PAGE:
HSH Karl Johannes Nepomuk Norbert Friedrich Antonius Wratislaw Menas, 12th and 7th Prince of Schwarzenberg died in a Vienna hospital on November 12, 2023. He was 85 years.
The prince was best known as Karel Schwarzenberg, a former Czech foreign minister and chancellor under President Vaclav Havel, who had been hospitalized in Prague since August, suffering from kidney and heart problems. Earlier this week, he had been flown to a clinic in Austria.
The Czech Foreign Ministry confirmed the death. “It is with deep sadness and respect that we remember Karel Schwarzenberg, who left us today.” As a two-time foreign minister and Vaclav Havel’s chancellor, he shaped our foreign policy and always proved with his actions that he was a true democrat.”
He was born in Prague on December 10, 1937, the second child and eldest son of HSH Karl Friedrich Maria Joseph Johan Nepomuk Cyrill Method, 6th Prince of Schwarzenberg, and HSH Princess Antonie of Fürstenberg.
After the Communists took over Czechoslovakia in 1948, Karl and his family fled to Austria. He was born into a family of immense wealth. Czech and German were spoken at home, even after the family was living in Austria. He studied law and forestry in Austria and Germany but never finished his degree as he took over the family properties in Austria.
In 1967, Karl married Countess Therese zu Hardegg auf Glatz u. im Machlande. They had three children: HSH Prince Johannes (1967), HSH Princess Anna Caroline (1968), and HSH Prince Karl Philipp (1979), who was adopted by Austrian businessman Thomas Prinzhorn, and is known as Karl Philipp Prinzhorn. This is because Prinee Karl was not Karl Philipp's biological father.
The couple divorced in 1988 and remarried on July 15, 2008.)
He succeeded his father as the 7th Prince of Schwarzenberg in 1986, becoming the head of the junior line of the princely family. Prince Heinrich of Schwarzenberg (1903-1965) adopted him as the heir to the senior Princely line. Heinrich was heir to his older brother, Joseph, 11th Prince of Schwarzenberg (1900-1979) who never married. When Heinrich died, Prince Karl became the heir to Prince Joseph., bringing together the two branches of the Schwarzenberg family.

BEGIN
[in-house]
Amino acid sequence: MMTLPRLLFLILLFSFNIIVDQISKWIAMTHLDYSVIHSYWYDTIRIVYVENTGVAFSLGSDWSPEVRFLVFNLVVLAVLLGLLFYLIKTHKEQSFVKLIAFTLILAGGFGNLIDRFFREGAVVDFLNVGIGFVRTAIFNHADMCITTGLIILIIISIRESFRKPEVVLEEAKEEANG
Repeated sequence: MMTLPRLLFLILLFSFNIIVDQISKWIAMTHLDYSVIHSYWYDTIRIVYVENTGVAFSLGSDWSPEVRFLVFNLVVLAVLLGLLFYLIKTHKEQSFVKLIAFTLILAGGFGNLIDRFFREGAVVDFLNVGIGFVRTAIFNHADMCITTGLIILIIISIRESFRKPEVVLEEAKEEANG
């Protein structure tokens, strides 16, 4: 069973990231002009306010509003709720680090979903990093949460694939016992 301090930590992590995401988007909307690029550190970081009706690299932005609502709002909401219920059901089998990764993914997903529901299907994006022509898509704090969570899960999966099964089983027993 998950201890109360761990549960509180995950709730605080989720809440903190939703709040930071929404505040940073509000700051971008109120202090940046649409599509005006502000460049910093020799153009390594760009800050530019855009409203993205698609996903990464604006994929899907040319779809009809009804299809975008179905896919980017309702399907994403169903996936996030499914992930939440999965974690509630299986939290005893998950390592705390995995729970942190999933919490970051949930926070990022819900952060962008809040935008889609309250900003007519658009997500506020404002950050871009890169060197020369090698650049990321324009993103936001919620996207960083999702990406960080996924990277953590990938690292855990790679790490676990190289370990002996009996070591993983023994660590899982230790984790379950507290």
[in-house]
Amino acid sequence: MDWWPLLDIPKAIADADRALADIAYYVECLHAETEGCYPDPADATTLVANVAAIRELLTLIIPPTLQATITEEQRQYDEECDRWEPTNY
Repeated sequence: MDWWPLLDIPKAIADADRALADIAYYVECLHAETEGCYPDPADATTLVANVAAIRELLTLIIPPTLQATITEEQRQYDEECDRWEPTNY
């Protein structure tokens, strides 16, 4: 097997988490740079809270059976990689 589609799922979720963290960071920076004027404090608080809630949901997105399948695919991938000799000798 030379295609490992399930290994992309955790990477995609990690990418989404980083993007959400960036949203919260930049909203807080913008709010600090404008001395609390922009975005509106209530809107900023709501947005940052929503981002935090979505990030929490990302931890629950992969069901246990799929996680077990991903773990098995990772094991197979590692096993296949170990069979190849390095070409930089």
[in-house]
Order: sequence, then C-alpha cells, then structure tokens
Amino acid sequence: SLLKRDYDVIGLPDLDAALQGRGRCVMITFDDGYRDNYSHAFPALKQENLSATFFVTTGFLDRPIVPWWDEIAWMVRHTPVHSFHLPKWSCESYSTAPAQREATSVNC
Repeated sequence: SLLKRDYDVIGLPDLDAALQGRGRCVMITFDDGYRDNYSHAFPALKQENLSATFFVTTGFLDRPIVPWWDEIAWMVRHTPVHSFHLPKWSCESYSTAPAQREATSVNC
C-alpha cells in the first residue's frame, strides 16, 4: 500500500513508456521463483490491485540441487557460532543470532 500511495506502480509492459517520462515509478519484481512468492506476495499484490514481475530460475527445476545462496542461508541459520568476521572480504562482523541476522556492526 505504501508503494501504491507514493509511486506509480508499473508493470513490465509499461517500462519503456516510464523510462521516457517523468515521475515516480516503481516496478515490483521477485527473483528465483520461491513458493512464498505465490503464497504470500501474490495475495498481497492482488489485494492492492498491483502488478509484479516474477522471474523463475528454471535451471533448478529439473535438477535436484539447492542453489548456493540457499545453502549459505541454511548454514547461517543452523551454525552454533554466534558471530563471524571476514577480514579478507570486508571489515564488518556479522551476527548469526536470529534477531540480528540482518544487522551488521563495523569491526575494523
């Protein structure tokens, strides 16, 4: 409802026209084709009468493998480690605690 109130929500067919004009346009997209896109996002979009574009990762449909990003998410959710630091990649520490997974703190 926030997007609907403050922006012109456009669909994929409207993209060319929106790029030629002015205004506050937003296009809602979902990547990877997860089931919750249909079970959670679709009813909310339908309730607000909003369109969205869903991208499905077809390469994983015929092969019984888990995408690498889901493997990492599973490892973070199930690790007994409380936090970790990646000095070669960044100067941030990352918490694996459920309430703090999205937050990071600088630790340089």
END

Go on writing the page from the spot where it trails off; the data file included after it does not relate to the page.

Czech playwright Vaclav Havel led the Velvet Revolution which led to democratic elections in Czechoslovakia. In December 1992, the dissolution of Czechoslovakia led to two independent nations, the Czech Republic and Slovakia. Prince Karl described Havel's election as the "happiest day of his life."
Titles cannot be used in the Czech Republic. The prince was known as Karel Schwarzenberg. He served as the Minister of Foreign Affairs on two separate occasions, from 2007-2009 and again from 2010-2013.
In 2013, he ran for the "largely ceremonial" position as Czech president but lost in a run-off vote to Milos Zeman.
He founded the Czechoslovak Documentation Center which was in his castle in Bavaria. The collection focused on "banned literature and other materials related to anti-totalitarian resistance and thinking during the communist regime," according to the Associated Press. The collection is now housed in the National Museum in Prague.
He succeeded Vaclav Havel as the second Czech Patron of the English College of Prague and was joint patron with King Charles III.
Prince Karl is survived by his widow, Princess Therese, his three children, six grandchildren, his two sisters, Princess Marie Eleonore, Frau von Bredow and Princess Anna, Baroness von Hasthaus, and numerous nieces and nephews including Prince Ferdinand, the son of the late Prince Friedrich (1940-2014.
The new Prince of Schwarzenberg is Karl's elder son, Hereditary Prince Johannes Nepomucenus Andreas Heinrich Joseph Karl Ferdinand Johannes Evangelist die Heiligen Drei Könige Achaz Michael Maria. His first marriage to Diana Orgovanyi-Hanstein ended in divorce in 2015. Since 2017, he has been married to Donna Francesca Riario Sforza. Both marriages are childless, and the new Prince's heir is his first cousin Prince Ferdinand Karl Friedrich Johan Nepomuk Jakob Alexius.
The late Prince was a citizen of Switzerland and the Czech Republic. He owned Schloss Schwarzenberg, in Scheinfeld, Bavaria, Palais Schwarzenberg in Vienna as well as properties in Austria and the Czech Republic. Schloss Schwarzenberg has been a boarding school since 1968.
He was "known for his use of slightly archaic and often earthy Czech."
The Schwarzenberg Palace in Prague was also a family residence until 1948 when the Communists confiscated it. It is now an art gallery.